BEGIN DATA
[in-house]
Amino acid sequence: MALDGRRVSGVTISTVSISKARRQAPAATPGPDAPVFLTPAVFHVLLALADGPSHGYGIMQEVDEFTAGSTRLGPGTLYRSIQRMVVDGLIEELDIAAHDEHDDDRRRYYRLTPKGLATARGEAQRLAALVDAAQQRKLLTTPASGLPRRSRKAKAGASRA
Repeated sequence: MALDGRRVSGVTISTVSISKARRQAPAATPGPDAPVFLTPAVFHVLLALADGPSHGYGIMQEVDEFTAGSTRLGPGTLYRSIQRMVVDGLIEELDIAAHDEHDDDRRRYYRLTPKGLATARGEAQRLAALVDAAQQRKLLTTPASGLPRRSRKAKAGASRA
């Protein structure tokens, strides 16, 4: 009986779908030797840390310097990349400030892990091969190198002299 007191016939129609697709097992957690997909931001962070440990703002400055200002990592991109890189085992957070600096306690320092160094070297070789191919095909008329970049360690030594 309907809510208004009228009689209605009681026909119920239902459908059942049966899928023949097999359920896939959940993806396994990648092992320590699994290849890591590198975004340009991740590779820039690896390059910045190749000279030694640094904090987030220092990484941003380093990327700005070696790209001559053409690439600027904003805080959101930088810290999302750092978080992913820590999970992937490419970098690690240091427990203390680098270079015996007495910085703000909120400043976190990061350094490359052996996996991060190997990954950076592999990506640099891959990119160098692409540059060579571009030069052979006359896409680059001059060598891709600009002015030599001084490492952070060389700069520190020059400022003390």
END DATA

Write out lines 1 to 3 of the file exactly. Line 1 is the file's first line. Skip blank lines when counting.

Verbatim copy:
[in-house]
Amino acid sequence: MALDGRRVSGVTISTVSISKARRQAPAATPGPDAPVFLTPAVFHVLLALADGPSHGYGIMQEVDEFTAGSTRLGPGTLYRSIQRMVVDGLIEELDIAAHDEHDDDRRRYYRLTPKGLATARGEAQRLAALVDAAQQRKLLTTPASGLPRRSRKAKAGASRA
Repeated sequence: MALDGRRVSGVTISTVSISKARRQAPAATPGPDAPVFLTPAVFHVLLALADGPSHGYGIMQEVDEFTAGSTRLGPGTLYRSIQRMVVDGLIEELDIAAHDEHDDDRRRYYRLTPKGLATARGEAQRLAALVDAAQQRKLLTTPASGLPRRSRKAKAGASRA